Smith & Nephew (S&N) is a diversified advanced medical technology company that supports healthcare professionals in more than 100 countries worldwide, employing around 16,000 people. The company develops and produces pioneering products across three main franchises: Advanced Wound Management (AWM), sports medicine and orthopaedic reconstruction. With manufacturing facilities worldwide and deep knowledge of the needs of surgeons and nurses, the company creates quality products to help restore quality of life for the patients. The Hull S&N campus focuses on the AWM part of the business, where site activities are dominated by manufacturing of absorbent and on Negative Pressure Wound Therapy (NPWT) electronic devices.

This knowledge transfer partnership will lead the transition of S&N's processes into a new design and development methodology for electronic medical devices where requirements, risks, and safety cases are captured using structured models such as SysML for requirements and GSN/SACM for safety cases, rather than Microsoft Office documents, and are shared with stakeholders using a centralised version control repository. This will allow S&N to streamline activities such as change tracking, conduct automated model analysis and automate manual processes.

 

Knowledge Transfer Partnership with IBM UK

Contact: Professor Dimitris KolovosProfessor Richard Paige

Funder: Innovate UK

IBM provides a financial and operational performance management (FOPM) solution known as IBM Planning Analytics. The traditional sales process for an FOPM solution has the disadvantage of being time consuming: consultants invest a lot of time working with a company to demonstrate the value of the solution and manually translate their spreadsheets. This costly process prevents most small or medium-sized companies from purchasing IBM solutions. The semi-automated solution produced by this project would lower the entry barrier, enabling smaller businesses to benefit from powerful FOPM solutions. This project will implement model-based and machine learning tools that enable transformation from FOPM spreadsheets into cognitive models. The project will also provide guidance for consultants working with spreadsheets and models in solving their clients’ problems.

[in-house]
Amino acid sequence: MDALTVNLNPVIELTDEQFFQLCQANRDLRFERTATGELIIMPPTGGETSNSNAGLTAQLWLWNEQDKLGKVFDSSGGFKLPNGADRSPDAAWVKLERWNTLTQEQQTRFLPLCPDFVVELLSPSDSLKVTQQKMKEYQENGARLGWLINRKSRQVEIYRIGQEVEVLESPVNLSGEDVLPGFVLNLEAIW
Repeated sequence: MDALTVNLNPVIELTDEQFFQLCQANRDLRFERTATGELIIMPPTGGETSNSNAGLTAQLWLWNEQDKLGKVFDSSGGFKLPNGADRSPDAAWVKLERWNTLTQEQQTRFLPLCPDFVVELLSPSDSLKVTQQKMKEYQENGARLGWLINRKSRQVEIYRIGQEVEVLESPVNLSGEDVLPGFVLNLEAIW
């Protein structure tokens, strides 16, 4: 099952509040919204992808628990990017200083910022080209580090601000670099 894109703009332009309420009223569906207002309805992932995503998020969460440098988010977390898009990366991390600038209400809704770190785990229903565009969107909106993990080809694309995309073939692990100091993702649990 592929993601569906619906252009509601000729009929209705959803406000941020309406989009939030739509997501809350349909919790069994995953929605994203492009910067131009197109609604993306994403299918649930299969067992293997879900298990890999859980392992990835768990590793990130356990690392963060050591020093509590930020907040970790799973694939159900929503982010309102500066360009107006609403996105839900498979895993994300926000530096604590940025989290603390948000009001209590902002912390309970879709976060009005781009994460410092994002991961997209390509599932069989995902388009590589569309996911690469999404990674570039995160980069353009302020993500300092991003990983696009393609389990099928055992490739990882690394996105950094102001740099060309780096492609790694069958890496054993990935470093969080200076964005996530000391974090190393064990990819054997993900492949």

TYPHON

Contact: Professor Dimitris KolovosProfessor Richard Paige

Funder: EU H2020

The need for levels of availability and scalability beyond those supported by relational databases has led to the emergence of a new generation of purpose-specific databases grouped under the term NoSQL. In general, NoSQL databases are designed with horizontal scalability as a primary concern and deliver increased availability and fault-tolerance at a cost of temporary inconsistency and reduced durability of data. To balance the requirements for data consistency and availability, organisations increasingly migrate towards hybrid data persistence architectures, comprising both relational and NoSQL databases. The consensus is that this trend will only become stronger in the future; critical data will continue to be stored in ACID (predominately relational) databases while non-critical data will be progressively migrated to high-availability NoSQL databases. As the volume and value of natural language content constantly grows, built-in support for sophisticated text processing in data persistence architectures is increasingly becoming essential.